International Olympic Committee president Thomas Bach has dismissed “speculation” about cancellation of the Tokyo Olympics and said his organisation would in early February publish its plans to counter the Covid-19 risk at the event.
Speaking to the media after an IOC executive board meeting yesterday, Bach addressed recent reports that this year’s Games could be moved or cancelled, and said: “We are not losing our time and energy on speculation. We are fully concentrating on the Opening Ceremony on 23 July this year. We are not speculating on whether the Games are taking place. We are working on how the Games will take place.”
He said the Japanese government, the Tokyo Organising Committee and the Japanese Olympic Committee also remained committed to running the event this year.
The IOC is putting together Covid-19 countermeasures “for every possible scenario”, he said, taking advice from sources including the Japanese government, Japanese health authorities, the World Health Organisation, and vaccine manufacturers. The measures will be detailed in ‘playbooks’ that will be distributed to National Olympic Committees and Olympic team leaders in early February. AFP reported that these will address issues including immigration, quarantines, transportation in Tokyo, living in the Olympic Village, and social distancing.
However, it will still be too early to say exactly which measures will be most suitable and will be employed at the Games, according to the advice the IOC is getting. “We just have to ask for patience and understanding – from the athletes, from the National Olympic Committees, the International Federations, the Japanese people, the Organising Committee, everybody,” Bach said.
The president said the successful running of more than 7,000 events by international sports federations during the Northern Hemisphere’s winter season had given the IOC added confidence that the Tokyo Games could be run safely. He said there had been 175,000 Covid-19 tests at these events, and only 0.18 per cent were positive.
“We also see many summer sports already back with competitions, with the same results, with the same care for the safety of everybody involved. And this is why we are so, so confident.”
AFP reported that Bach pointed to the ongoing handball World Championships in Egypt as another example of a major sports event being run successfully during the pandemic, in a high-risk country.
“We are able and in a position to offer relevant counter-measures,” he said. “If we would think it wasn’t responsible, or the Games could not be safe, we would not go for it.”
There were reports in Japanese media this morning that the first test event this year for the Tokyo Olympics, an artistic swimming event scheduled for the Tokyo Aquatics Centre on March 4-7, was being pushed back to April or May, due to restrictions on foreigners entering Japan.
Lucia Montanarella, head of Olympic Games Media Operations at the International Sports Press Association (AIPS), told a gathering of journalists on Tuesday that it would not be possible to create a bio-secure bubble for media at the Tokyo Games. Xinhua reported that covering the Olympics would be very challenging this year for reporters and photographers. Among the difficulties, social distancing measures will reduce a large amount of capacity for photographers and other media professionals.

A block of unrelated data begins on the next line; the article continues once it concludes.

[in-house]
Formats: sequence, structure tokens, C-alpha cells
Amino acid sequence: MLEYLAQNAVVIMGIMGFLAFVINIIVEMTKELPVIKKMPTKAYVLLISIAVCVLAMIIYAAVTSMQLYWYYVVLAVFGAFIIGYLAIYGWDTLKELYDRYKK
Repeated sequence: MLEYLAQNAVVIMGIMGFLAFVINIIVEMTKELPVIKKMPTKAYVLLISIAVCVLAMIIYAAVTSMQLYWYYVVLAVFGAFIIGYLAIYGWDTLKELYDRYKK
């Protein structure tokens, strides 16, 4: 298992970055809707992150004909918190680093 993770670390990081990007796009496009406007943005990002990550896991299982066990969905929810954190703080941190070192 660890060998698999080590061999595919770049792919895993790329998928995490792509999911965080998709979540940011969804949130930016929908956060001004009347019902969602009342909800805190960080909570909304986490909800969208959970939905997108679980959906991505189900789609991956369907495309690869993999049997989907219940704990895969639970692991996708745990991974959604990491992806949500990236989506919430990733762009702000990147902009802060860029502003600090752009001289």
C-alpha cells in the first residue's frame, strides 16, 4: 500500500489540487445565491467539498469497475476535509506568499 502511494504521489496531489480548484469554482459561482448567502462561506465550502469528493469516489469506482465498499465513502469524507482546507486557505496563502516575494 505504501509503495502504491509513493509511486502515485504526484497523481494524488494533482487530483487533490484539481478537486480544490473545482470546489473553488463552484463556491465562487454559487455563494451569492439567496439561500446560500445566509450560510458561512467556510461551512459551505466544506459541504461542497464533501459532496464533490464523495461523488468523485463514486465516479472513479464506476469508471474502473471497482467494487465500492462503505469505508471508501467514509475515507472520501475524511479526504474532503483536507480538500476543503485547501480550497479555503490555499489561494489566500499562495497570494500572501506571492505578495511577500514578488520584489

Also following yesterday’s IOC board meeting, Thomas Bach said China’s preparations for the Beijing 2022 Winter Olympics were well on course. He said the country is taking “very strict measures and restrictions right now, also, with regard to participation in the test events.” Chinese organisers have cancelled a number of test events and reformatted others, in response to the ongoing Covid-19 risk.
Paris 2024 Olympics organising committee chief Tony Estanguet told French newspaper Le Monde he believed Tokyo will go ahead and said that the impact on the planned French Games was so far “quite limited”.
Senior IOC member Dick Pound said he would like to examine the reasons behind recent polls that have suggested up to 80 per cent of the Japanese public are against holding the Tokyo Olympics this July, the Asahi newspaper has reported.
“I would like to scrutinise the reasons and respond,” Pound said. “Are they worried about a large number athletes and others from overseas spreading the coronavirus? Are they against the cost? Or maybe there are people who just don’t like the Olympics.”
He added that, because vaccination could reduce the infection risk, “Personally, I think it’s possible to hold the Games this summer.”
Reuters reported that Israel, one of the most advanced countries in the world in terms of the rollout of vaccinations, will have all its Tokyo Olympics athletes vaccinated by May.
The IOC has refuted comments from Tokyo Organising Committee member Haruyuki Takahashi reported in The Wall Street Journal, that the US and its new president Joe Biden would have a big say in whether the Olympics goes ahead.
Takahashi said: “It’s up to the U.S. I hate to say it, but (IOC President) Thomas Bach and the IOC are not the ones who are able to make the decision about the Games. They don’t have that level of leadership.” The same newspaper reported an IOC official as saying Takahashi’s comments were “obsolete” and that he “does not know the facts”.